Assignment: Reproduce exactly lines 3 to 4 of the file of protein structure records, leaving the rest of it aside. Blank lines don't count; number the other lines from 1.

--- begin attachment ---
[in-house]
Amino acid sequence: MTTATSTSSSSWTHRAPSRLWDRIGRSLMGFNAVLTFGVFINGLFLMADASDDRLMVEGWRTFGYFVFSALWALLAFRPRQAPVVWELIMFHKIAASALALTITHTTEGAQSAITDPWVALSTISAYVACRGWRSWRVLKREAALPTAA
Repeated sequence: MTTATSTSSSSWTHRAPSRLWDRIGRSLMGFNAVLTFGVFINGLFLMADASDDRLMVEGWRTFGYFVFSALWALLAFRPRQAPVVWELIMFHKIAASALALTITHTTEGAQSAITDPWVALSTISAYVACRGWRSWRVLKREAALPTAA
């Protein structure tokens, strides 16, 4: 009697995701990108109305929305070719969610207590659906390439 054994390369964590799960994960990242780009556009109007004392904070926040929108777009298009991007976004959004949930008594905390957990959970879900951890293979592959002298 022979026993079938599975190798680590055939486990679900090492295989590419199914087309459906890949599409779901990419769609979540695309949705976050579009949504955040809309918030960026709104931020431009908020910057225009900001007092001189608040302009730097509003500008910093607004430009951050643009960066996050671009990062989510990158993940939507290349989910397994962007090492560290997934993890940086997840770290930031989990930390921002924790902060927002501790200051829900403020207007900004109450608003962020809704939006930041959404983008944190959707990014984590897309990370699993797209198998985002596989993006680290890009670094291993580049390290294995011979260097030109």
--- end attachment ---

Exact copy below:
Repeated sequence: MTTATSTSSSSWTHRAPSRLWDRIGRSLMGFNAVLTFGVFINGLFLMADASDDRLMVEGWRTFGYFVFSALWALLAFRPRQAPVVWELIMFHKIAASALALTITHTTEGAQSAITDPWVALSTISAYVACRGWRSWRVLKREAALPTAA
């Protein structure tokens, strides 16, 4: 009697995701990108109305929305070719969610207590659906390439 054994390369964590799960994960990242780009556009109007004392904070926040929108777009298009991007976004959004949930008594905390957990959970879900951890293979592959002298 022979026993079938599975190798680590055939486990679900090492295989590419199914087309459906890949599409779901990419769609979540695309949705976050579009949504955040809309918030960026709104931020431009908020910057225009900001007092001189608040302009730097509003500008910093607004430009951050643009960066996050671009990062989510990158993940939507290349989910397994962007090492560290997934993890940086997840770290930031989990930390921002924790902060927002501790200051829900403020207007900004109450608003962020809704939006930041959404983008944190959707990014984590897309990370699993797209198998985002596989993006680290890009670094291993580049390290294995011979260097030109």